Editor’s note: This fall, Hannah Nation wrote for byFaith magazine on how interacting with Chinese has encouraged and awakened American believers. She spoke with several PCA pastors about how reading the writings of Chinese house church believers has encouraged, challenged, and blessed them in their lives and work — and helped them stand firm to persevere in their own challenging times. This month, we are re-publishing that article in several parts (you can check out the first and second parts here).
In the face of a regime that wants to keep them separated and nationalistic, house churches seek a connection to the historic and global.
Occasionally, I come across critiques of the modern urban house church for a lack of contextualized theology. As historically Western theological frameworks (in particular, Reformed theology) find traction, I sometimes hear frustration that house churches are losing their “Chinese-ness.” There are lengthy debates to be had on this topic, but one key, often overlooked issue, is that part of the power of Reformed theology is how it empowers house churches to push back against the nationalistic requirements of the Chinese Communist Party (CCP).
Much CCP control over modern Chinese life focuses on establishing a nationalistic identity. This flies in the face of the worldwide identity inherent to Christians. In 2010, when Wang Yi and hundreds of other house church representatives were forcibly stopped from attending the Lausanne Congress in Cape Town, he wrote, “Religious matters never belong to ‘my country, China,’ nor do they belong to the United States, nor South Africa.” Chinese house churches are indeed beginning to write their own contextual theology. But because they are forcibly kept from physical communion with the historic, worldwide church, they relish the taste of the faith through the ages they get when interacting with the creeds, historic prayers, and systematic theologies they encounter from non-Chinese churches.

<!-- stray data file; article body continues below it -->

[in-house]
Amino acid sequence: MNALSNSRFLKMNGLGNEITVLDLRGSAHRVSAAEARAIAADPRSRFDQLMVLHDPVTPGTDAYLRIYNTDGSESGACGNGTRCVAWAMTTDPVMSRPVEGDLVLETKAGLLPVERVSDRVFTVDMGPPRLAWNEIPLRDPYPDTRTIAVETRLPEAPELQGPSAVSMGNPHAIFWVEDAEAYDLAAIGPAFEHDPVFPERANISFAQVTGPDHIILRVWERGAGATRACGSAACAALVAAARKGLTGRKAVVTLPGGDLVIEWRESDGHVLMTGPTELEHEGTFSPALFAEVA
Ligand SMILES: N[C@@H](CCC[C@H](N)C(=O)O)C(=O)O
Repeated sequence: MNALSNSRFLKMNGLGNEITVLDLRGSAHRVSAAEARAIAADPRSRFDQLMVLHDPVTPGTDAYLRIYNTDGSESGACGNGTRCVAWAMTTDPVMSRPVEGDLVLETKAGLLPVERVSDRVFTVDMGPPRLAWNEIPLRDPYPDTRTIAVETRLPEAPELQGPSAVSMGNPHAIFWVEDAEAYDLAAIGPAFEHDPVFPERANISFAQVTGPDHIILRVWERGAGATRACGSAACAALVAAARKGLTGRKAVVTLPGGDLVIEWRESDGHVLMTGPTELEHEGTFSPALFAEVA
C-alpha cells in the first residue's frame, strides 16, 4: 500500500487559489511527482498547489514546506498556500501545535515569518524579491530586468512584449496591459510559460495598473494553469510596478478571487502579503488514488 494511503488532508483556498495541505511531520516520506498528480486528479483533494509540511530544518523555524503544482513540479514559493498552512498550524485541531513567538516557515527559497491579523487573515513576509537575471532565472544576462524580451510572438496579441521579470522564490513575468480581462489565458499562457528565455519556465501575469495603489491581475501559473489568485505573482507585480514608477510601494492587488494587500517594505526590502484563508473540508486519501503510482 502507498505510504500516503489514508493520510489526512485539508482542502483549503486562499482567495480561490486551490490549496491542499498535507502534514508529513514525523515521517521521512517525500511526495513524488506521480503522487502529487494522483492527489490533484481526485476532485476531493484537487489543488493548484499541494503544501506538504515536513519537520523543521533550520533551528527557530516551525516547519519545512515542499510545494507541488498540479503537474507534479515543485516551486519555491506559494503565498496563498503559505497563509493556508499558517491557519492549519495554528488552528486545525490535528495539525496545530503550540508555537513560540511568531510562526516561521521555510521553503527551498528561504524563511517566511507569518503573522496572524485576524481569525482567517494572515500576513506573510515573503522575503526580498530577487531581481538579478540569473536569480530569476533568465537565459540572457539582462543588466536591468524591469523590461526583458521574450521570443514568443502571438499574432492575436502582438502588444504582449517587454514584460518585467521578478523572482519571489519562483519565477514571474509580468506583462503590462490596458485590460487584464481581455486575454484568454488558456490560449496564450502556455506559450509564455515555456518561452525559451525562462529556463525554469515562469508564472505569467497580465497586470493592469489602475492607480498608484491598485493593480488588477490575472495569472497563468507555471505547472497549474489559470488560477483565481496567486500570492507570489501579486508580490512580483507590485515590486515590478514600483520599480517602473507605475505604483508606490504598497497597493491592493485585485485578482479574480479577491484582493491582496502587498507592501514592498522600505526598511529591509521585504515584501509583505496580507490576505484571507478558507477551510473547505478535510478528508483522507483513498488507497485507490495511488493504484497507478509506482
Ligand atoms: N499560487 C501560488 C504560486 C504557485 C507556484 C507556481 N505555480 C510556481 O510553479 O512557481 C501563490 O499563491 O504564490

Part of the power of Reformed theology is how it empowers house churches to push back against the nationalistic requirements of the Chinese Communist Party.
Chinese house churches feel they grow in their global identity by engaging historic Western Reformed theology. So too, many in the PCA feel they are being awakened to a renewed global understanding of the church by engaging China’s take on modern Reformed theology.
Kelly Kapic sums this up best. He believes Chinese house church theology can enlarge his students’ ideas of Christian faithfulness — especially as many American evangelicals deconstruct. Wang Yi’s “Faithful Disobedience” gives his students a picture of God outside the narrow confines of America. “This work is an example of cultivating faithful imagination,” he says.
Kapic compares global theology with historic theology. “As C.S. Lewis said, [it] introduces waves of different perspectives. You’re not really tempted by their flaws, because they seem so weird and old, but they help you see your blind spots. It’s the same [way] reading Wang Yi. … [He] helps point out blind spots. One of those big blind spots is, ‘What is the good life?’”